Engineers from the Bristol wing of the European Aeronautic Defence and Space Company (EADS) have announced the development of the first bicycle using Additive Layer Manufacturing (ALM) technology. The manufacturing process involves "growing" the components from a fine nylon powder, similar in concept to 3D printing. Said to be as strong as steel, the end product is claimed to contain only a fraction of the source material used by traditional machining, and the process results in much less waste. It also has the potential to take manufacture to precisely where the component or product is needed, instead of being confined to factories often located a great distance away.

The Airbike has an integrated truss structure to keep weight down while maintaining strength and rigidity, although the ALM process is said to result in components that are 65 percent lighter than those produced by traditional machining anyway, and it uses about one tenth the material. The structure of the two-wheeler was perfected using computer design software and then constructed using a powerful laser-sintering process which builds up thin layers of a fine powder of metal (such as titanium, stainless steel or aluminum), carbon-reinforced plastics or – in this case – nylon, until the solid form is created.

Complete sections are "grown" from the chosen structural material, with the wheels, bearings and axle incorporated within the process and built at the same time. EADS says that the nylon components produced by the ALM process are strong enough to replace steel or aluminum. Unsurprisingly perhaps for the company, the eight-bladed wheels are based on the scimitar propeller design of the Airbus A400M, and the bike's name follows a similar line to that of Airbus, the first EADS company to use the technology.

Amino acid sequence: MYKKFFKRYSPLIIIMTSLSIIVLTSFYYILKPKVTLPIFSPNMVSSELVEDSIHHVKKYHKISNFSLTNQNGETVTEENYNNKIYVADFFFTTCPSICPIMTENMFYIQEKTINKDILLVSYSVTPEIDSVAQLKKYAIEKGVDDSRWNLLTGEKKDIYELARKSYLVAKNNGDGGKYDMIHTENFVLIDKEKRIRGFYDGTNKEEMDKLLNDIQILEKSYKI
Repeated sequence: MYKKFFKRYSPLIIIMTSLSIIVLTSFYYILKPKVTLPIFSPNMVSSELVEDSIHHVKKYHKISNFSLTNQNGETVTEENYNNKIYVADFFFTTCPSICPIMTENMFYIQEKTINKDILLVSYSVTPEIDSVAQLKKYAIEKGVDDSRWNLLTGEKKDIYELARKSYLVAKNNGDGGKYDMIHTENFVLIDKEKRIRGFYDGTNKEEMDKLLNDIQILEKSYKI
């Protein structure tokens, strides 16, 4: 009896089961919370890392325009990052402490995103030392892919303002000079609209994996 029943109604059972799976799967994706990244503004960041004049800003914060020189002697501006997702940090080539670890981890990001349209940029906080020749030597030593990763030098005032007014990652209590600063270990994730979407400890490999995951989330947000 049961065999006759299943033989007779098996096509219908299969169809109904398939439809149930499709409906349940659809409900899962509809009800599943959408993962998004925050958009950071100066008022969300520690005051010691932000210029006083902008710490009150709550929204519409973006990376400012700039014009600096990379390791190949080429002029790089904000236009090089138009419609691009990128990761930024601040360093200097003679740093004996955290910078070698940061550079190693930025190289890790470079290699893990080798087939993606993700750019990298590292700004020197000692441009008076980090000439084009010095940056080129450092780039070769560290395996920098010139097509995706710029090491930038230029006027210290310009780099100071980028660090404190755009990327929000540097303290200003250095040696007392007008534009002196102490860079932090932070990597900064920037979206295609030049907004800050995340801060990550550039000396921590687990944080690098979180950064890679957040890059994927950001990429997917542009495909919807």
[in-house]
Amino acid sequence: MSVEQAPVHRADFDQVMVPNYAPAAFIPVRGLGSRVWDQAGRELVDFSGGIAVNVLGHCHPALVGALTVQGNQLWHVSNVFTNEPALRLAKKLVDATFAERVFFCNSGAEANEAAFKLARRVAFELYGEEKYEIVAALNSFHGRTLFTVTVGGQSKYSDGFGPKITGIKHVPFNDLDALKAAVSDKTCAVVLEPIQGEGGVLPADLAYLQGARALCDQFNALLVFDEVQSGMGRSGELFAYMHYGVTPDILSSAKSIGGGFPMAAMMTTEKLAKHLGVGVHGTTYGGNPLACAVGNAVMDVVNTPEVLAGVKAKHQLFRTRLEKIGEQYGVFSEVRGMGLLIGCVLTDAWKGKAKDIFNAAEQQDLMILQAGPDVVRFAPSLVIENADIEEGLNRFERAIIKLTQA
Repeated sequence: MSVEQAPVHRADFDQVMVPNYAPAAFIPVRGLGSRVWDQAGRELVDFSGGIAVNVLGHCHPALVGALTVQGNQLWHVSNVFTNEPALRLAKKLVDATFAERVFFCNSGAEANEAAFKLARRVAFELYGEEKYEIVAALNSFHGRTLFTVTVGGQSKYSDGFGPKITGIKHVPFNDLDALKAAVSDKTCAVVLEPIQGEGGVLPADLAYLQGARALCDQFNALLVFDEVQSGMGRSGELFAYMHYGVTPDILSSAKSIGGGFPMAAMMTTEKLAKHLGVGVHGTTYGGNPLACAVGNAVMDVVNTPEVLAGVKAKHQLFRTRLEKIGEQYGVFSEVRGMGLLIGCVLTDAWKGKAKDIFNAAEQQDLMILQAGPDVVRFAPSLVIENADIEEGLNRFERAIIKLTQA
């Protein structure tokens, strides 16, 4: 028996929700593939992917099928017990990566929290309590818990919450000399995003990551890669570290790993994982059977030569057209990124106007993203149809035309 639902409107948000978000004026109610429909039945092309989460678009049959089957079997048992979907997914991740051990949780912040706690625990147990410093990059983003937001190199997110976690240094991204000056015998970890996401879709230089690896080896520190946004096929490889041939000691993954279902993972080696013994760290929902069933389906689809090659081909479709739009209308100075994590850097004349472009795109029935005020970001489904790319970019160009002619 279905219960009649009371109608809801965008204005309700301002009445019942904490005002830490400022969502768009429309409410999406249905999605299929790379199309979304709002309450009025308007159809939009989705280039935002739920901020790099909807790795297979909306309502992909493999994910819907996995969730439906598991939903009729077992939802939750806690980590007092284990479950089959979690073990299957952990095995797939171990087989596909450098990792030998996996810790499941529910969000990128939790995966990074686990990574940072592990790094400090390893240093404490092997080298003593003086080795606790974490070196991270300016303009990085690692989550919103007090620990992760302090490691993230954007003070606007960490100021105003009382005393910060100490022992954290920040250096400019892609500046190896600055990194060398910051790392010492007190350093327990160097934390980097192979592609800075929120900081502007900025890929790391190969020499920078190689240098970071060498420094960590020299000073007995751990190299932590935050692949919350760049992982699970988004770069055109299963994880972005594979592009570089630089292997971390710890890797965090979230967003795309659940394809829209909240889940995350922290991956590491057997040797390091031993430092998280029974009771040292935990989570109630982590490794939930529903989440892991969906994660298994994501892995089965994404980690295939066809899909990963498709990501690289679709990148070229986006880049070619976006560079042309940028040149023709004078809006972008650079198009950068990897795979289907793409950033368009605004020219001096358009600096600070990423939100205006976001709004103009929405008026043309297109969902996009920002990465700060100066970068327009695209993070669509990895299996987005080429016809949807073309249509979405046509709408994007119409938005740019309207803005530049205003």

EADS sees the technology potentially allowing components to be quickly and cheaply manufactured precisely where they are needed – such as in offices, shops, houses or even remote military or humanitarian aid locations – instead of in factories half a world away. The company believes it has the potential to revolutionize manufacturing.

"The possibilities with ALM are huge – it's a game-changing technology," said Andy Hawkins, the lead engineer for ALM at EADS. "The beauty is that complex designs do not cost any extra to produce. The laser can draw any shape you like and many unique design features have been incorporated into the Airbike such as the auxetic structure to provide saddle cushioning or the integrated bearings encased within the hubs."

Auxetic shapes appear to go against the grain of physics – contracting and compressing when squeezed instead of getting thicker, or becoming thicker instead of thinning out when stretched.

The Airbike requires no conventional maintenance or assembly, and also benefits from a Kevlar belt drive system, integrated bearings encased in hubs and crank, and embossed text in various locations, all of which were produced as the bike was formed.

The ALM technology used in the development of the Airbike is at the proof-of-concept stage at the moment, but EADS says that it has reached a level of development where it can be used in high-stress, safety-critical aviation.